It sounds like Norman Thomas who I'm familiar with the name and know he was a Socialist, but not very familiar with. But what I gather from this debate with Senator Barry Goldwater, was that Norman Thomas was arguing for democratic socialism. Not communism, or Marxism, but basically what's common in Sweden. Private enterprise, mixed in with a very generous welfare state funded by high taxes, to help deal with income inequality and providing services they don't trust the private sector to provide. Debating a real Conservative in Barry Goldwater, who argued for individual freedom pure and simple. That its not the business of government to try to control how people live. As long as they are not hurting anyone with what they are doing. And Socialists today, even though they prefer to be called Progressives, share a lot of the democratic socialist principles that Norman Thomas and other Socialists have been arguing for, for at least a hundred years now.
I think you would have a very hard time telling the differences between Norman Thomas back in the early 1960s when this debate was done and Senator Bernie Sanders today. That capitalism and private enterprise aren't bad things and that they are even necessary. But they would argue that the problems with capitalism and private enterprise is when it comes to the distribution on wealth in America. That the resources in the country, meaning the money in the country, tends to be aimed at the top. With people at the top doing very well. And leaving a lot of people at the bottom with not much if anything. So what you need is a central or federal government to step in and provide the resources for people who need it who weren't able to obtain it in the private economy.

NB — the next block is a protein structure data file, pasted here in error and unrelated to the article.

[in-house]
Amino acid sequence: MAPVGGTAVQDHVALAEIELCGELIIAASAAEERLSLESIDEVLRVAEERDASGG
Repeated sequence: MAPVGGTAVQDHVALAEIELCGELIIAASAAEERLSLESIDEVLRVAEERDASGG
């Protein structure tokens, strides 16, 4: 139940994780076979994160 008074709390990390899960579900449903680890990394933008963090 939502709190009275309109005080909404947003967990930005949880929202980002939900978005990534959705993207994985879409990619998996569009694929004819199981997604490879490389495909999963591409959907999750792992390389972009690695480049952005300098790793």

So you need, well a big government, according to the the Democratic Socialist, big enough to see that everyone is taken care of. Let people make a lot of money, but then tax them fairly high so people at the bottom don't have to go without and live in poverty. Which is where the welfare state, or even superstate comes in. That you need a big government to make sure that everyone is taken care and doesn't have to go without. But also to provide services that shouldn't be for-profit and be trusted with the private sector. Things like education, health care, health insurance, child care, retirement, perhaps energy and banking as well. Plus and social insurance system for people who become unemployed, disabled, or are part of the working poor, or low-skilled and not working at all. This seems to me at least, what Gordon Thomas's politics was about.